Sexual harassment in the workplace can occur despite policies and procedures in place to prevent it. When an employer receives a claim from an employee that they have been the victim of sexual harassment, it is incumbent on the employer to investigate the validity of the claim and take appropriate action if necessary. A Florida school system had to do exactly that when two teachers claimed a fellow employee made inappropriate and unwanted gestures toward them.
This is the second time this particular employee has been accused of sexual harassment during his employment with the Florida school system. During this latest investigation, the man was put on leave with pay. After the investigation came to a close, the school board voted to suspend the employee without pay for 20 days, and he was moved to another school to resume his employment.
Victims of sexual harassment may not always report it to their employers for fear of retaliation from their coworkers, including the alleged perpetrator. It is up to the employer to do what they can to provide every employee with a hostile-free workplace. Employers have an equal obligation to look into all claims without regard to gender or whom the claim is made against.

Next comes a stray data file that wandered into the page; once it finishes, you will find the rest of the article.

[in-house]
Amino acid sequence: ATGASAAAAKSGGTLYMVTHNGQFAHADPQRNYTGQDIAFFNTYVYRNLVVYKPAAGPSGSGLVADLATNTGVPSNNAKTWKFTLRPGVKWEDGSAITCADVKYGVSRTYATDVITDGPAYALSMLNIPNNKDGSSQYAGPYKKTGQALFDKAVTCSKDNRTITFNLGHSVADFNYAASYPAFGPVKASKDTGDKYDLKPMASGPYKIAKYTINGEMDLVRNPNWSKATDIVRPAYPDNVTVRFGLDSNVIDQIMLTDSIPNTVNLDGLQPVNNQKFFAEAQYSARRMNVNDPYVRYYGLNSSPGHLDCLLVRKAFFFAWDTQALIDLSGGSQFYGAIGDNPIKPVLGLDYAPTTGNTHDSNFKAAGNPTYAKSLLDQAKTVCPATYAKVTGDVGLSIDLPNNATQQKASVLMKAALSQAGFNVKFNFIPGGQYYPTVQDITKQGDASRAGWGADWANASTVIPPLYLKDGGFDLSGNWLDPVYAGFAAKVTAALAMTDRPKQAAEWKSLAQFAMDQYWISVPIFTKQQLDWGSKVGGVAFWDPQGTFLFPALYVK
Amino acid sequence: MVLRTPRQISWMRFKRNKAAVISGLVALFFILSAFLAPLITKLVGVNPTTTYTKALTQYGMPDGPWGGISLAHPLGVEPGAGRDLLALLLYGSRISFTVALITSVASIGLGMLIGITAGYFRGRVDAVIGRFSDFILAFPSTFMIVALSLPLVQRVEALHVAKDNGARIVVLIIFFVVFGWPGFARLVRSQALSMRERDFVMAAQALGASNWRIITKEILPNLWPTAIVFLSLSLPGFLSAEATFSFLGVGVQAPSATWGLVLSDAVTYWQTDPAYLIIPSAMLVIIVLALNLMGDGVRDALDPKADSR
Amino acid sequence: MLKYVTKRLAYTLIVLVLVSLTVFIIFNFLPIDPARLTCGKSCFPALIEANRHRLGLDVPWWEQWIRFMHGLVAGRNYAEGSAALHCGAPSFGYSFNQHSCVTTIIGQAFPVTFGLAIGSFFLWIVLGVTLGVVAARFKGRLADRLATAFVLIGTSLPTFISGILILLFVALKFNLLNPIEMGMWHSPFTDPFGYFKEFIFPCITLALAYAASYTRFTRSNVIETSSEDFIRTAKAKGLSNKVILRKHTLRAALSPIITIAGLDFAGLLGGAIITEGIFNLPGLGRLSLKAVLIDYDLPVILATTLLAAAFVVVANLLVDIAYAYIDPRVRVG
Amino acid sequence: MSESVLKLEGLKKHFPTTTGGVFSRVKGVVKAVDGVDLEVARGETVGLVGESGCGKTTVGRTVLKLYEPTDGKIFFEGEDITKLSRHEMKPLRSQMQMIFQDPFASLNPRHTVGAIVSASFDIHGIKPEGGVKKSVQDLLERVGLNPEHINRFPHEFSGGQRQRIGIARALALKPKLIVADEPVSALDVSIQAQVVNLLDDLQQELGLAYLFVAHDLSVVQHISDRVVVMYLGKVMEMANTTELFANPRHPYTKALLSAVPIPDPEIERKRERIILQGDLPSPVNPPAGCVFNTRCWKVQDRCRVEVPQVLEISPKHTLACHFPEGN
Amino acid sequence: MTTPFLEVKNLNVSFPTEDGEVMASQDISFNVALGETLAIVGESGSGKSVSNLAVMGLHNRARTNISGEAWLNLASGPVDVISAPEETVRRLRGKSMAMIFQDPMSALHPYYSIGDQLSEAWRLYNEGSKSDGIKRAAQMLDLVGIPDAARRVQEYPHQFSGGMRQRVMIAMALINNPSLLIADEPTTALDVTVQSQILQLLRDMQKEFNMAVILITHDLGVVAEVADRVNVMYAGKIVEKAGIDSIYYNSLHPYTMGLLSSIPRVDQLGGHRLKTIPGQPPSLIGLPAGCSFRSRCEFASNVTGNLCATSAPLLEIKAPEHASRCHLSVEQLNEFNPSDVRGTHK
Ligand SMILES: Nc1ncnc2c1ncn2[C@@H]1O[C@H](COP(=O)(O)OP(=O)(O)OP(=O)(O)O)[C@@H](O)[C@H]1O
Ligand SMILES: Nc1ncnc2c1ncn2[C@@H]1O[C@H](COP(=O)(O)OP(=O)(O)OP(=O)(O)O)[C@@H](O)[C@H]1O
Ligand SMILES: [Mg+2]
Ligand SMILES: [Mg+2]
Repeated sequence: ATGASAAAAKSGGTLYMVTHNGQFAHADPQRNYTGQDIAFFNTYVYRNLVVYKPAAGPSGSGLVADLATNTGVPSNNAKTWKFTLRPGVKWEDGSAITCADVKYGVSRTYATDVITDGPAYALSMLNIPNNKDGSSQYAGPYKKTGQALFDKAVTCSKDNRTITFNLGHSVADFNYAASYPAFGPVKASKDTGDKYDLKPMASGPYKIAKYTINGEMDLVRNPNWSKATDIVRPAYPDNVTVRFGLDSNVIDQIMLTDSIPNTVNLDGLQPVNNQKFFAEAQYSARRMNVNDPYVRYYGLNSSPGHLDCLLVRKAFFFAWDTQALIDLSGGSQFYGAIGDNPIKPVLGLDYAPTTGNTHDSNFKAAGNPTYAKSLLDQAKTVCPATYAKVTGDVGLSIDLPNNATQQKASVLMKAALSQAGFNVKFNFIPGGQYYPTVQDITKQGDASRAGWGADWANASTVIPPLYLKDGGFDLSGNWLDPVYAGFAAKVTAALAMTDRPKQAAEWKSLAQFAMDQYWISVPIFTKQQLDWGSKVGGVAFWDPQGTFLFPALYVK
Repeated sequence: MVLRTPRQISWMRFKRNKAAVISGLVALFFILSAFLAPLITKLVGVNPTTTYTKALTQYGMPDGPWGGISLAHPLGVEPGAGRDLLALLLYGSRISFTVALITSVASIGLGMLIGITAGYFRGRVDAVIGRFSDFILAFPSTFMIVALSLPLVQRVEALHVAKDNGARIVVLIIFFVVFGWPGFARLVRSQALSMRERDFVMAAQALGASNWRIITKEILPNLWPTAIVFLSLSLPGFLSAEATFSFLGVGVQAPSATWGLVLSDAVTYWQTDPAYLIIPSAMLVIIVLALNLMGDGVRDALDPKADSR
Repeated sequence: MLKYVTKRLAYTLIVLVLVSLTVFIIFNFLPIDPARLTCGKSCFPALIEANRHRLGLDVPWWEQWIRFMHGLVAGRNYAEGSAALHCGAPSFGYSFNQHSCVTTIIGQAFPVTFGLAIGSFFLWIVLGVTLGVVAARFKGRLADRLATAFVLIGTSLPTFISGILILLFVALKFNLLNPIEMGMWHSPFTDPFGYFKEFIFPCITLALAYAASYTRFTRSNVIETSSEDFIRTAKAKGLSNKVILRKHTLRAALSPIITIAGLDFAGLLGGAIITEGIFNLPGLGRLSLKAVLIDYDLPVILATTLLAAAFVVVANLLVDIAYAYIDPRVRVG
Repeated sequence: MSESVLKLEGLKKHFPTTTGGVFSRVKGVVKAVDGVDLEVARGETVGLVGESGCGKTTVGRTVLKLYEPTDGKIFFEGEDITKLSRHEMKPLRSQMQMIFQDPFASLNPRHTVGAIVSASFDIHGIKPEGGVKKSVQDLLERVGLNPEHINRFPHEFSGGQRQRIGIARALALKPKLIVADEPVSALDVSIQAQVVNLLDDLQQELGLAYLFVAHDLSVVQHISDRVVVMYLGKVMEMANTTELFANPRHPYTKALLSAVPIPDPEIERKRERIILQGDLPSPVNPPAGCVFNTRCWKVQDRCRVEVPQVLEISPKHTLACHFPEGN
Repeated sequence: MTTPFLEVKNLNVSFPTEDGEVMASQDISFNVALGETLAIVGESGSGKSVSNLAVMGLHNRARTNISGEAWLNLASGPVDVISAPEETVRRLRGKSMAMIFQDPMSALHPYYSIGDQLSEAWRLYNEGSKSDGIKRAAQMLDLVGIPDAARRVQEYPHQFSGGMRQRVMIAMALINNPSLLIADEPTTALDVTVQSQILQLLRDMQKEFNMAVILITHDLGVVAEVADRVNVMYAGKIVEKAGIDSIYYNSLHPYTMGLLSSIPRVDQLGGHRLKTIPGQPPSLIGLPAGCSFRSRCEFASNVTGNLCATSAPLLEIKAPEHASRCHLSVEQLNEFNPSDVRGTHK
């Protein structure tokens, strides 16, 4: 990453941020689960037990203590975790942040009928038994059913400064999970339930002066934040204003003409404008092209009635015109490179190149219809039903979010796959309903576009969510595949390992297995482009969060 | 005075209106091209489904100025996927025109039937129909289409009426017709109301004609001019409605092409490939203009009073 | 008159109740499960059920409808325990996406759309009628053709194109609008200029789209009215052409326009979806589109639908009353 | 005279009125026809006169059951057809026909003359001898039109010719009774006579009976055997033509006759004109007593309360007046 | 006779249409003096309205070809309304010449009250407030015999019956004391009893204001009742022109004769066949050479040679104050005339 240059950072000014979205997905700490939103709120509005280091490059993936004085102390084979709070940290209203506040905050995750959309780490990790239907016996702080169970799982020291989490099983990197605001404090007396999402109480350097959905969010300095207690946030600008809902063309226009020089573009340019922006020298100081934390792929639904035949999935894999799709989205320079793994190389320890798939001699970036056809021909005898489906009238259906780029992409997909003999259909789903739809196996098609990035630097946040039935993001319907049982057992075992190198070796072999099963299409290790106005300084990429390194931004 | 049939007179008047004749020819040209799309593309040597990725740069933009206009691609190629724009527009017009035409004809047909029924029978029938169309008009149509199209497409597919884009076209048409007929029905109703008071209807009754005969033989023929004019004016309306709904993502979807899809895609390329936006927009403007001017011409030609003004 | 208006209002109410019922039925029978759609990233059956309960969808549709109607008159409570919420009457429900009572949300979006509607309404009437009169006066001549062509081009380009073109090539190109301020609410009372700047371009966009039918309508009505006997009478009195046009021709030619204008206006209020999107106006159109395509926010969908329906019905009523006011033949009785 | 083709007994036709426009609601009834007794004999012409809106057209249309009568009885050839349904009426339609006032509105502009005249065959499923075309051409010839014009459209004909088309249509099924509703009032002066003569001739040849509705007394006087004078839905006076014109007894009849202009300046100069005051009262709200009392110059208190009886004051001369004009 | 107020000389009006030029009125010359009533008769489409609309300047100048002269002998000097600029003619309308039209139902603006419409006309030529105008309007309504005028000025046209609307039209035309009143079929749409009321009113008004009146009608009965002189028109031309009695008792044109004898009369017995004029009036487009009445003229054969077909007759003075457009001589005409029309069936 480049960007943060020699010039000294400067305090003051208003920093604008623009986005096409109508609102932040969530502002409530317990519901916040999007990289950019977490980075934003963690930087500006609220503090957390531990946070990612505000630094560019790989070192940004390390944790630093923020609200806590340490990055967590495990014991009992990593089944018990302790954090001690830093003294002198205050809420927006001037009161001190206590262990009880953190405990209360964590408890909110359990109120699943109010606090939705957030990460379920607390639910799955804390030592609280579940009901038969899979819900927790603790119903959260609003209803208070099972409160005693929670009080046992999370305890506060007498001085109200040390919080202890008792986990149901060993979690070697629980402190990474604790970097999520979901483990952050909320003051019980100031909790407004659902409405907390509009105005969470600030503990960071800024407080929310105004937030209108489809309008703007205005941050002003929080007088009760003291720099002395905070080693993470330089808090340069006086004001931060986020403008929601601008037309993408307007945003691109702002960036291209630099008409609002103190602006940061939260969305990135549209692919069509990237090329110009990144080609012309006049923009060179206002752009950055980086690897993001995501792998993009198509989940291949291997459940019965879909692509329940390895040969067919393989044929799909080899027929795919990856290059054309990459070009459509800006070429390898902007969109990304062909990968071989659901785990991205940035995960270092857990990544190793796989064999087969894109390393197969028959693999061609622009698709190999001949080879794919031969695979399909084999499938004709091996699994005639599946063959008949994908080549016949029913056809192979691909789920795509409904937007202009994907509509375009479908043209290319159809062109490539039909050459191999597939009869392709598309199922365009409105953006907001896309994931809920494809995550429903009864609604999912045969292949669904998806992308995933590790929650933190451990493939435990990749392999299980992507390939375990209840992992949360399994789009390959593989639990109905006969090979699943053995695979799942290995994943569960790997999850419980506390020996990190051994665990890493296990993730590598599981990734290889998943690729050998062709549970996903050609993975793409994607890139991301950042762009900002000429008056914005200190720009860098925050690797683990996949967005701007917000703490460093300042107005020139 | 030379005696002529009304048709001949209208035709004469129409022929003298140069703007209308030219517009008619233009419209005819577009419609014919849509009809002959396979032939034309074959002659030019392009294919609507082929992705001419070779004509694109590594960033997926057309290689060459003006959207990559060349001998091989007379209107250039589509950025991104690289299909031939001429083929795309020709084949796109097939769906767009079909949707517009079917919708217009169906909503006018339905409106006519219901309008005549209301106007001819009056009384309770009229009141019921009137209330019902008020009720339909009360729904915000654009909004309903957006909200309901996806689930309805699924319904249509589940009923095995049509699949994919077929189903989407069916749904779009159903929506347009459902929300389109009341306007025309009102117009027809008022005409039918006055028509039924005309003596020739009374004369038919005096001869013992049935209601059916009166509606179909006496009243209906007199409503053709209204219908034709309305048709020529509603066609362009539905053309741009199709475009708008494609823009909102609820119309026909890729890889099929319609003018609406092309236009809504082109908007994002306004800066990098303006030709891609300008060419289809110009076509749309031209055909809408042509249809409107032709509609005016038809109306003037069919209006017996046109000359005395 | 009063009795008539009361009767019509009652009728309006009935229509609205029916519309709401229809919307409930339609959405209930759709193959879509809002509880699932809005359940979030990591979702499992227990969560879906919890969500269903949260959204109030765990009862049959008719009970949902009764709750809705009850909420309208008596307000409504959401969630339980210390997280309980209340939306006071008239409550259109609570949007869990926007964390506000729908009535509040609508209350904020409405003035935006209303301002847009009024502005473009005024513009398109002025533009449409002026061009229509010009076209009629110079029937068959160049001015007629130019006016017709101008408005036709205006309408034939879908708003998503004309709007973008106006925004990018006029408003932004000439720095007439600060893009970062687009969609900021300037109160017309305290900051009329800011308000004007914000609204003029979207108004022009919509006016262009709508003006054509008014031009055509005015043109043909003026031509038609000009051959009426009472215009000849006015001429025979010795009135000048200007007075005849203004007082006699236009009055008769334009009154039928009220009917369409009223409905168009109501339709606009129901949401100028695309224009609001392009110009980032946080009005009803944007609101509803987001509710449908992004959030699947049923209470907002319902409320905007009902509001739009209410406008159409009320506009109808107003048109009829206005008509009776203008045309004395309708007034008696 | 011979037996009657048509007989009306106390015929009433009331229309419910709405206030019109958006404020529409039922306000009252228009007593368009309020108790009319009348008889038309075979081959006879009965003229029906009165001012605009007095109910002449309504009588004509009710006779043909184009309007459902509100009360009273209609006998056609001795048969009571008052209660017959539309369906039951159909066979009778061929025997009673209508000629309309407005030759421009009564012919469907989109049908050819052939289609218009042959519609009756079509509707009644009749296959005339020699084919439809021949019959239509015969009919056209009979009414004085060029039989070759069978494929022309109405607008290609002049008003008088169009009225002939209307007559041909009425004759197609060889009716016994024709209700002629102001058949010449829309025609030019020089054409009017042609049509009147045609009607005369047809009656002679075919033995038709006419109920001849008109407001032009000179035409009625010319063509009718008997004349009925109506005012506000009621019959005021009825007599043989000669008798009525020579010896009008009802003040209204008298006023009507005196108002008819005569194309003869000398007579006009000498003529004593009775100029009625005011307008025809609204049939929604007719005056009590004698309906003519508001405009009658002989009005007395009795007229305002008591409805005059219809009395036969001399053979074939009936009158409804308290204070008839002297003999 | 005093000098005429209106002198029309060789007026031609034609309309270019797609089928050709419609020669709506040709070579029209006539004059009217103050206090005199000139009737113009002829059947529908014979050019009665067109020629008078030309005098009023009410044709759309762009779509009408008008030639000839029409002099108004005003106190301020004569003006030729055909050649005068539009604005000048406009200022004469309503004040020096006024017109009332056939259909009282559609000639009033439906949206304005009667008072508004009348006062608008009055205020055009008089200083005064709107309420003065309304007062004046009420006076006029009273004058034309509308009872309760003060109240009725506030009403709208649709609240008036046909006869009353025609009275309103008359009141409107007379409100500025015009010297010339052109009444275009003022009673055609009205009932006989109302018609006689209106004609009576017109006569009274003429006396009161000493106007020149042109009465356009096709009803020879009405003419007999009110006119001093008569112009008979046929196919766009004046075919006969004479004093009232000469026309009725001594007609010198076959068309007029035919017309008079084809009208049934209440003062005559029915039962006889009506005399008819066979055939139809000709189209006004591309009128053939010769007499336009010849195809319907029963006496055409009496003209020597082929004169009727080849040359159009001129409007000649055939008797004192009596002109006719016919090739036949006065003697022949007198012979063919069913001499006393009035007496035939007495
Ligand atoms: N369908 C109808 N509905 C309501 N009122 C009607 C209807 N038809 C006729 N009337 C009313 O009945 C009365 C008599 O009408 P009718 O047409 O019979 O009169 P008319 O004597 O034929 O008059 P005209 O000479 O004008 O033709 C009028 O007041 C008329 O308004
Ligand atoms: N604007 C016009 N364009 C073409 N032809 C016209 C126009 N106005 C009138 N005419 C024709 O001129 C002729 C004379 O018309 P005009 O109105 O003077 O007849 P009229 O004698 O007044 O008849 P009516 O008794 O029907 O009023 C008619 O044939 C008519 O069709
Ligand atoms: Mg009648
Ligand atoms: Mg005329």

Being sexually harassed at work can cause mental and emotional distress. Some victims even resort to quitting their jobs due to sexual harassment. If an employee believes they have been inappropriately treated, it is important to report the behavior to his or her employer. If the matter is not handled to the employee's satisfaction, then he or she may decide to go outside the employer for what he or she believes would be a more appropriate resolution. Enlisting the help of someone familiar with the complaint process may help ensure an employee's concerns are heard.
Source: ocala.com, "Board won't seek to fire school worker for sexual harassment," Joe Callahan, April 24, 2013